On a recent trip to Paris I was surprised to discover that a means of urban transport once regarded to be an embarrassing holdover from the Nazi occupation has returned in force. These are the three-wheel bicycle taxis. In wartime, they came into use due to wartime gasoline rationing; now the price of petrol has given them rebirth.
At the same time, many older drivers remember the amber headlights on French vehicles. These lasted through much of the 20th century. The theory here, originating in the 1930s, was that if Germany invaded clear headlights would pin a bull’s-eye on the panzers.
As a bonus you might say that this color scheme would thwart invaders from Belgium, Luxembourg, Switzerland, Italy, Spain or Andorra. Monaco was considered an ally, and the British could be identified when they drive on the wrong side of the battlefield.
History, of course, reflects that the headlight tactic failed, but the Nazis let the French continue with yellow beams because there really wasn’t any petrol during the occupation anyway. By the time Paris was liberated, everyone was so joyous that they forgot the reasoning behind those yellow headlights in the first place. And amber headlights continued until the French auto manufacturer Peugeot convinced the National Assembly to repeal this law for the patriotic reason of overseas auto sales.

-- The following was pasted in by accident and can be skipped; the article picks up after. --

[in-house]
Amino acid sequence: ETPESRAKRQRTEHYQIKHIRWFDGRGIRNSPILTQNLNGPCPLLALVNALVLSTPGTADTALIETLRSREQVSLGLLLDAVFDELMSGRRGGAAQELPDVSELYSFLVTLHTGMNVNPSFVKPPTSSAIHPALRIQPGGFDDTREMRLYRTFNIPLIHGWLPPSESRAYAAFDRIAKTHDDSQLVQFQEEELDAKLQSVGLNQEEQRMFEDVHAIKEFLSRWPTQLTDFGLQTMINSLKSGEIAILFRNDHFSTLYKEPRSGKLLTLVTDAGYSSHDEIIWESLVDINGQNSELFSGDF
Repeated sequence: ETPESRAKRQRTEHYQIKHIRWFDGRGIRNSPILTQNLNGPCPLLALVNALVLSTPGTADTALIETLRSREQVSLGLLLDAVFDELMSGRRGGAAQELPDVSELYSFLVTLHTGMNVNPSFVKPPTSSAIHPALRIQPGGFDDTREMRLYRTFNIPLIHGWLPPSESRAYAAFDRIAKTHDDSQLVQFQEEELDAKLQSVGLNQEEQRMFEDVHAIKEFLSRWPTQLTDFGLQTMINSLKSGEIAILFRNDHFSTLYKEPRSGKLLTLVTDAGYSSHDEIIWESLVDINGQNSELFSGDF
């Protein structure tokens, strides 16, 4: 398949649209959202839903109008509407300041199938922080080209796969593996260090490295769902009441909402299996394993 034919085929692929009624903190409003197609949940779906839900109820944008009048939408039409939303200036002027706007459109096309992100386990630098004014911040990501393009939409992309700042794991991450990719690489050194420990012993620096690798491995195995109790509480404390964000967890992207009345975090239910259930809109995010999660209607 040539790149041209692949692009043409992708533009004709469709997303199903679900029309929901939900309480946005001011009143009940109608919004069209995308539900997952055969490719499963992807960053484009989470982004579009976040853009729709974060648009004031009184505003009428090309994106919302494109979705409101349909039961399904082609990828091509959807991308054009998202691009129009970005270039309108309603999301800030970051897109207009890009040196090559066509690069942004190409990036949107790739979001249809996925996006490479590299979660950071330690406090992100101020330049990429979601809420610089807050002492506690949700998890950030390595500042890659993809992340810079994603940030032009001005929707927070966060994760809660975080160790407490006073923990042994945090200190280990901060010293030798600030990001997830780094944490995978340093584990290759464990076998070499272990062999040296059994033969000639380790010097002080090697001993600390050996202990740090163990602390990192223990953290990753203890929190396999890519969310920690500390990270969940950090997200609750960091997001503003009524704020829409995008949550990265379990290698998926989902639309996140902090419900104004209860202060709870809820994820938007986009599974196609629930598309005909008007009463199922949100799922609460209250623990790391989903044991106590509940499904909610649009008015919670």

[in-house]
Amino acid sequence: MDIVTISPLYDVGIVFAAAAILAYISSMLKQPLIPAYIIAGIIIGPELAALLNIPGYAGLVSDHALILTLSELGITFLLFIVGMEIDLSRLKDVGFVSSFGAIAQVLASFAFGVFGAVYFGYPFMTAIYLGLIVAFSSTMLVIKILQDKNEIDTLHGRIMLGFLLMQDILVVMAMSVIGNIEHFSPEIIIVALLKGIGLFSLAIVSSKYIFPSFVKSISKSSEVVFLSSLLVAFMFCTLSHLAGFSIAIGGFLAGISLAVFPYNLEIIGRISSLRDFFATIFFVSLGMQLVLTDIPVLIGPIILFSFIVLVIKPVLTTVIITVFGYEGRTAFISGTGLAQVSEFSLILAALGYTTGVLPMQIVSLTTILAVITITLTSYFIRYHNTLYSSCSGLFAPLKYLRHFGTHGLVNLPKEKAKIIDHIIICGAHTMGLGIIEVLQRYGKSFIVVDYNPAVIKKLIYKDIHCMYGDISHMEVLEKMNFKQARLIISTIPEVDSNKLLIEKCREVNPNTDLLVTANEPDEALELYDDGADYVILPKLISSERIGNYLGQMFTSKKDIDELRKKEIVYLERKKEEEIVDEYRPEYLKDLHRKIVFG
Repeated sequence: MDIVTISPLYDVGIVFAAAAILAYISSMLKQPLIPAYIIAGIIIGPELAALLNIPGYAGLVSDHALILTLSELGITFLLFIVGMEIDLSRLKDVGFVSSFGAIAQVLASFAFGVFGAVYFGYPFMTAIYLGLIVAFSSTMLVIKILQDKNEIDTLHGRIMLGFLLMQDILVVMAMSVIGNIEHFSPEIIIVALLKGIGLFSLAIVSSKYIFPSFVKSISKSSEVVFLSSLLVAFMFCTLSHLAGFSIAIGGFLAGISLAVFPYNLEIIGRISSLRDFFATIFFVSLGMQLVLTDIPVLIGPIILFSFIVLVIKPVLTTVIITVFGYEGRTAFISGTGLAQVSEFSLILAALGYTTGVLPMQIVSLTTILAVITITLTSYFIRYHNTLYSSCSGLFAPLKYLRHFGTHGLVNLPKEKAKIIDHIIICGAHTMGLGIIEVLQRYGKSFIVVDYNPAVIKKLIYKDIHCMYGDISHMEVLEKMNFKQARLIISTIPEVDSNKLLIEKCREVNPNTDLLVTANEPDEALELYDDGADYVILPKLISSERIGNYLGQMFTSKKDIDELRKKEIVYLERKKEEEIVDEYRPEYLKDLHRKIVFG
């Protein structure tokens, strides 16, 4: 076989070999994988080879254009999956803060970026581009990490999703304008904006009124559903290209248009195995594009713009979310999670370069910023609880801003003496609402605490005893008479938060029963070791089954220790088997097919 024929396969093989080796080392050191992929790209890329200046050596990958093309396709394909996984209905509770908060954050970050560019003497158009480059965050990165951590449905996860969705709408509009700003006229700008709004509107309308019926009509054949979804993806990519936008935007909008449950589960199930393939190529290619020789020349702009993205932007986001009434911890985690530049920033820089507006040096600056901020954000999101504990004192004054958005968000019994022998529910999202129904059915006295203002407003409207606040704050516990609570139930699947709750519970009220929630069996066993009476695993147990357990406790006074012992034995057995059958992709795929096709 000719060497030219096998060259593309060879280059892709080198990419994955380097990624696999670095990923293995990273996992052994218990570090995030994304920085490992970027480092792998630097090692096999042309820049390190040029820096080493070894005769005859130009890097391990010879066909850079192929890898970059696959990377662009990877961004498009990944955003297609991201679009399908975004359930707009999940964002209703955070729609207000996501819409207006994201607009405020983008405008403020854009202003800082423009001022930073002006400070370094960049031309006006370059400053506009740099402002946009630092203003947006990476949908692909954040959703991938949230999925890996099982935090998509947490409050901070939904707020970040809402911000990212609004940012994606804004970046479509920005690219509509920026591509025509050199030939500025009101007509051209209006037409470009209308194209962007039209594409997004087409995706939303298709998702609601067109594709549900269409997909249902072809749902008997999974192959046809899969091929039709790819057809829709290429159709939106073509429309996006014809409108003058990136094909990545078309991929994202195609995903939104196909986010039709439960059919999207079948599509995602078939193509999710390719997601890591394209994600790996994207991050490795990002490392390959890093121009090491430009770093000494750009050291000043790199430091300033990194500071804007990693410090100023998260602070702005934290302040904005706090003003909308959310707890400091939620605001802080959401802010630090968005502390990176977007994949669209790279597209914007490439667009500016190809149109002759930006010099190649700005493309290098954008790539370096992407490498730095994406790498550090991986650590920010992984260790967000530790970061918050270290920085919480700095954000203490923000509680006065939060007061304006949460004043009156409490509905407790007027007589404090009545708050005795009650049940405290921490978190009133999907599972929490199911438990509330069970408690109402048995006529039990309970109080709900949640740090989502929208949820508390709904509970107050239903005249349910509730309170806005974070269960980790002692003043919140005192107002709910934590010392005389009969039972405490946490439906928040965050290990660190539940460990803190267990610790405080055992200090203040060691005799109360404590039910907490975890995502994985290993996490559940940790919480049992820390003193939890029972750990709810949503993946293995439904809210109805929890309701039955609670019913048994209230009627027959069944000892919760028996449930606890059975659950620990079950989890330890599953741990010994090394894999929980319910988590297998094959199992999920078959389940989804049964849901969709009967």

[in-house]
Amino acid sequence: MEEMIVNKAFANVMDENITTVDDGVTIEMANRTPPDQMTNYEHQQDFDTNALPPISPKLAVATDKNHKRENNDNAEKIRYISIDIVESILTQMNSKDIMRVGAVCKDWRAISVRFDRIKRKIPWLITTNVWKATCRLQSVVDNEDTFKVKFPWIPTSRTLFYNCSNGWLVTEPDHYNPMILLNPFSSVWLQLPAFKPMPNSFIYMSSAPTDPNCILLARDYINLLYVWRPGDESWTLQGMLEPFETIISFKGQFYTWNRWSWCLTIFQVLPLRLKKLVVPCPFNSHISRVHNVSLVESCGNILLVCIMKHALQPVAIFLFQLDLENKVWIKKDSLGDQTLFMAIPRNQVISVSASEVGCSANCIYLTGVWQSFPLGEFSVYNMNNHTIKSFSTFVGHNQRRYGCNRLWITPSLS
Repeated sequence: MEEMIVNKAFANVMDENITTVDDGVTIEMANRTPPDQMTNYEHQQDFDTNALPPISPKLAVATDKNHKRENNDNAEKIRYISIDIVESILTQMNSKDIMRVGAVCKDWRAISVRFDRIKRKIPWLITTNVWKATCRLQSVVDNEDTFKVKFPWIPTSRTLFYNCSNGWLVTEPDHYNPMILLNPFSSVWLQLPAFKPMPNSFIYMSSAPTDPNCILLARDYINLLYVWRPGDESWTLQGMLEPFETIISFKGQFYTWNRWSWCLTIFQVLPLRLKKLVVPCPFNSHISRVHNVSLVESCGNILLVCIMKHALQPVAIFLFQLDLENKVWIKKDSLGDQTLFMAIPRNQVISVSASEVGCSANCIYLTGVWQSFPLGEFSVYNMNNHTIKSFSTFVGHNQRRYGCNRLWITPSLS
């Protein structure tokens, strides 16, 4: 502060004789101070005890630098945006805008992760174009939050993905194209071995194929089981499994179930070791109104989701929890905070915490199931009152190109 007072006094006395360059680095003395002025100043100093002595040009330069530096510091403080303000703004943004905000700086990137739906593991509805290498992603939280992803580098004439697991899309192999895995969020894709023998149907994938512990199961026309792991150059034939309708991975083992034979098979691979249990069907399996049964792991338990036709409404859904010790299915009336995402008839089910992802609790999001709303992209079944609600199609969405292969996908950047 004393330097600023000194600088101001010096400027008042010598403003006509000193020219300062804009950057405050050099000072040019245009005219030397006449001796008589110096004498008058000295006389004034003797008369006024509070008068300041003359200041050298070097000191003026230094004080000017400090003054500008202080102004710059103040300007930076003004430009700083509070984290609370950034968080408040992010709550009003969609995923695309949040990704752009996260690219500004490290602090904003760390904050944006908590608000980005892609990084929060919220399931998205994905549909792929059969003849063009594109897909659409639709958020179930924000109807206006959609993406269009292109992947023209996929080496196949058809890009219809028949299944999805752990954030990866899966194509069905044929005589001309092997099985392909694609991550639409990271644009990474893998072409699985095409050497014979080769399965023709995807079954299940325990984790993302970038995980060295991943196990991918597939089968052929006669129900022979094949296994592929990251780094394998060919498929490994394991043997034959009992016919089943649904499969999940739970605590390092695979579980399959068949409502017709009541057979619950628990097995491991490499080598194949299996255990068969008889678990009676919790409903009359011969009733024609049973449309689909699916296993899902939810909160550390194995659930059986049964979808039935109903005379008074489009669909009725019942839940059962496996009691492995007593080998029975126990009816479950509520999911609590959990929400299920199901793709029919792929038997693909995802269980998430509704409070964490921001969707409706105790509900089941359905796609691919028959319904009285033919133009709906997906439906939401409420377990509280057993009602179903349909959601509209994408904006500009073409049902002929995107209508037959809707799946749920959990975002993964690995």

About the same time that amber headlights were sent to the junkyard, Reuters carried this dispatch: Carrier pigeons no longer will be considered a security risk likely to take messages to the enemy and their owners need not apply for a license, properly notarized, to keep them. So an army of 3 million birds was freed to carry this message to the four corners of France! However, the law had one caveat. In the event of a national emergency, the birds would drop everything and report to the top of the Arch of Triumph.
A lot of their friends already hang out there anyway, and as far as many tourists below are concerned, the French can draft them too.